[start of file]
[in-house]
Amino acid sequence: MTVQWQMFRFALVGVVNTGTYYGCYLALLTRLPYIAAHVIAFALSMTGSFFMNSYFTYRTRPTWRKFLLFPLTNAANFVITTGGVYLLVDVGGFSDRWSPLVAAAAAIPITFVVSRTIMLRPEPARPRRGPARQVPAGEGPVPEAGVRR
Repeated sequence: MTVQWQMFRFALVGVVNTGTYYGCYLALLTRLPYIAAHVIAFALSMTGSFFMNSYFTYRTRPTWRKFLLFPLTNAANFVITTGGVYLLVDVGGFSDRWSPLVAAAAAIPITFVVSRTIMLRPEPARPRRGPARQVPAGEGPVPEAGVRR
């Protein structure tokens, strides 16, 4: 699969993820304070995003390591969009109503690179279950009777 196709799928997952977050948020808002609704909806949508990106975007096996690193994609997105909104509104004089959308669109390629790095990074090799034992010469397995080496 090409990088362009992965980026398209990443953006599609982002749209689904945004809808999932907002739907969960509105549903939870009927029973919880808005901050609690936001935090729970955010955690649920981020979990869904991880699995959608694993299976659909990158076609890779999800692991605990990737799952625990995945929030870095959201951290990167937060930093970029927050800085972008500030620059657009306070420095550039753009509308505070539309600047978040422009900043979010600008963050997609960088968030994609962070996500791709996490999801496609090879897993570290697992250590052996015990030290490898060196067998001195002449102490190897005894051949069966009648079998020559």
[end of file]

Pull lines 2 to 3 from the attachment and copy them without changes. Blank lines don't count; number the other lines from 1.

Amino acid sequence: MTVQWQMFRFALVGVVNTGTYYGCYLALLTRLPYIAAHVIAFALSMTGSFFMNSYFTYRTRPTWRKFLLFPLTNAANFVITTGGVYLLVDVGGFSDRWSPLVAAAAAIPITFVVSRTIMLRPEPARPRRGPARQVPAGEGPVPEAGVRR
Repeated sequence: MTVQWQMFRFALVGVVNTGTYYGCYLALLTRLPYIAAHVIAFALSMTGSFFMNSYFTYRTRPTWRKFLLFPLTNAANFVITTGGVYLLVDVGGFSDRWSPLVAAAAAIPITFVVSRTIMLRPEPARPRRGPARQVPAGEGPVPEAGVRR